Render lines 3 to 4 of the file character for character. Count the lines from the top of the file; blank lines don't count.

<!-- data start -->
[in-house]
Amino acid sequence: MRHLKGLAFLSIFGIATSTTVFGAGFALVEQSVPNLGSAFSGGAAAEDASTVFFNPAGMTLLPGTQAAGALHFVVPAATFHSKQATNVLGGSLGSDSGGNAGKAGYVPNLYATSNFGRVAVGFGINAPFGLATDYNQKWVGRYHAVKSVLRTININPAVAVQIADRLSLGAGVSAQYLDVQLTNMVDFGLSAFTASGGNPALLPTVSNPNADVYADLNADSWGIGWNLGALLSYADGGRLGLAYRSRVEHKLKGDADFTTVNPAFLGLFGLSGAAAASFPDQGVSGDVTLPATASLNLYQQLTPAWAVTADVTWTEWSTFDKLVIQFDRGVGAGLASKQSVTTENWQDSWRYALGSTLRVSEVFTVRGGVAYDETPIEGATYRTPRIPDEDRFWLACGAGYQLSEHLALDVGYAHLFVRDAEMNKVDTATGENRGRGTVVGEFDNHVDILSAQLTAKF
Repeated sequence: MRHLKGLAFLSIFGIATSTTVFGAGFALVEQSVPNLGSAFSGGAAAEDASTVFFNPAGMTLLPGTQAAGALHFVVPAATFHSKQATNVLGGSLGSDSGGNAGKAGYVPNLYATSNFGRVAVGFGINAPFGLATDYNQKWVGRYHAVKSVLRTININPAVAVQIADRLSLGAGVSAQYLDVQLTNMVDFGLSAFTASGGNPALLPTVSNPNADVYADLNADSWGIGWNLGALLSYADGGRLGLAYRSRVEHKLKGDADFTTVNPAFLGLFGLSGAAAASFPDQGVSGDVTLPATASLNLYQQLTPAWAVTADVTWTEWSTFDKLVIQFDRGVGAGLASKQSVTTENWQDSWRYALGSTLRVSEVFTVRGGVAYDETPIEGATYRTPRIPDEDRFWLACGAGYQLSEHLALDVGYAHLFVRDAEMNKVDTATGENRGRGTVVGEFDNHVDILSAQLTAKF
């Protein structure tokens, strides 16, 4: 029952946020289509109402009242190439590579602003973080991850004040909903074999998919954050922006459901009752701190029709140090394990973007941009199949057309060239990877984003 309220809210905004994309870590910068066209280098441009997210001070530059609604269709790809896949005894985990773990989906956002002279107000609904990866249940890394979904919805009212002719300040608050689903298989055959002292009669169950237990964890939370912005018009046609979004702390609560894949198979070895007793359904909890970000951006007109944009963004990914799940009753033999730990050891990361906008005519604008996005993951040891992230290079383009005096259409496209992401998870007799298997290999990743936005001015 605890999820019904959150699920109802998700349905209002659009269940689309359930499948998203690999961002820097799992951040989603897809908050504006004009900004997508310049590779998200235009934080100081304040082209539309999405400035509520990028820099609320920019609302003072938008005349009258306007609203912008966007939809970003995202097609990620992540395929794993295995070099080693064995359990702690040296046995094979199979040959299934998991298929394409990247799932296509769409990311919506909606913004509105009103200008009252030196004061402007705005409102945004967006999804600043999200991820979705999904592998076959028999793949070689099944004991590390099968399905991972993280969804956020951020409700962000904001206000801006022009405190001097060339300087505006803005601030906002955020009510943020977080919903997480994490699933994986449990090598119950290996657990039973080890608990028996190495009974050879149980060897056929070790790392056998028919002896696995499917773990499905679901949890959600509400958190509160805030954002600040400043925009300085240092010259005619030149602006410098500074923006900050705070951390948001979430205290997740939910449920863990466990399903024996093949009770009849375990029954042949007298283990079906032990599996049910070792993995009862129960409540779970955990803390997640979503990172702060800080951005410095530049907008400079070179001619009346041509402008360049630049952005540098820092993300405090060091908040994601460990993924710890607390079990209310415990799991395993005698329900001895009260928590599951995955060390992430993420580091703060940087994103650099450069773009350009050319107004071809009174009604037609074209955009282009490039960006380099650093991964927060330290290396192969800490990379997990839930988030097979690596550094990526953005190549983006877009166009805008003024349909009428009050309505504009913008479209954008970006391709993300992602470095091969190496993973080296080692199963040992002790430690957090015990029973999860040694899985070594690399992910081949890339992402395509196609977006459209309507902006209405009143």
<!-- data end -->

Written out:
Repeated sequence: MRHLKGLAFLSIFGIATSTTVFGAGFALVEQSVPNLGSAFSGGAAAEDASTVFFNPAGMTLLPGTQAAGALHFVVPAATFHSKQATNVLGGSLGSDSGGNAGKAGYVPNLYATSNFGRVAVGFGINAPFGLATDYNQKWVGRYHAVKSVLRTININPAVAVQIADRLSLGAGVSAQYLDVQLTNMVDFGLSAFTASGGNPALLPTVSNPNADVYADLNADSWGIGWNLGALLSYADGGRLGLAYRSRVEHKLKGDADFTTVNPAFLGLFGLSGAAAASFPDQGVSGDVTLPATASLNLYQQLTPAWAVTADVTWTEWSTFDKLVIQFDRGVGAGLASKQSVTTENWQDSWRYALGSTLRVSEVFTVRGGVAYDETPIEGATYRTPRIPDEDRFWLACGAGYQLSEHLALDVGYAHLFVRDAEMNKVDTATGENRGRGTVVGEFDNHVDILSAQLTAKF
């Protein structure tokens, strides 16, 4: 029952946020289509109402009242190439590579602003973080991850004040909903074999998919954050922006459901009752701190029709140090394990973007941009199949057309060239990877984003 309220809210905004994309870590910068066209280098441009997210001070530059609604269709790809896949005894985990773990989906956002002279107000609904990866249940890394979904919805009212002719300040608050689903298989055959002292009669169950237990964890939370912005018009046609979004702390609560894949198979070895007793359904909890970000951006007109944009963004990914799940009753033999730990050891990361906008005519604008996005993951040891992230290079383009005096259409496209992401998870007799298997290999990743936005001015 605890999820019904959150699920109802998700349905209002659009269940689309359930499948998203690999961002820097799992951040989603897809908050504006004009900004997508310049590779998200235009934080100081304040082209539309999405400035509520990028820099609320920019609302003072938008005349009258306007609203912008966007939809970003995202097609990620992540395929794993295995070099080693064995359990702690040296046995094979199979040959299934998991298929394409990247799932296509769409990311919506909606913004509105009103200008009252030196004061402007705005409102945004967006999804600043999200991820979705999904592998076959028999793949070689099944004991590390099968399905991972993280969804956020951020409700962000904001206000801006022009405190001097060339300087505006803005601030906002955020009510943020977080919903997480994490699933994986449990090598119950290996657990039973080890608990028996190495009974050879149980060897056929070790790392056998028919002896696995499917773990499905679901949890959600509400958190509160805030954002600040400043925009300085240092010259005619030149602006410098500074923006900050705070951390948001979430205290997740939910449920863990466990399903024996093949009770009849375990029954042949007298283990079906032990599996049910070792993995009862129960409540779970955990803390997640979503990172702060800080951005410095530049907008400079070179001619009346041509402008360049630049952005540098820092993300405090060091908040994601460990993924710890607390079990209310415990799991395993005698329900001895009260928590599951995955060390992430993420580091703060940087994103650099450069773009350009050319107004071809009174009604037609074209955009282009490039960006380099650093991964927060330290290396192969800490990379997990839930988030097979690596550094990526953005190549983006877009166009805008003024349909009428009050309505504009913008479209954008970006391709993300992602470095091969190496993973080296080692199963040992002790430690957090015990029973999860040694899985070594690399992910081949890339992402395509196609977006459209309507902006209405009143």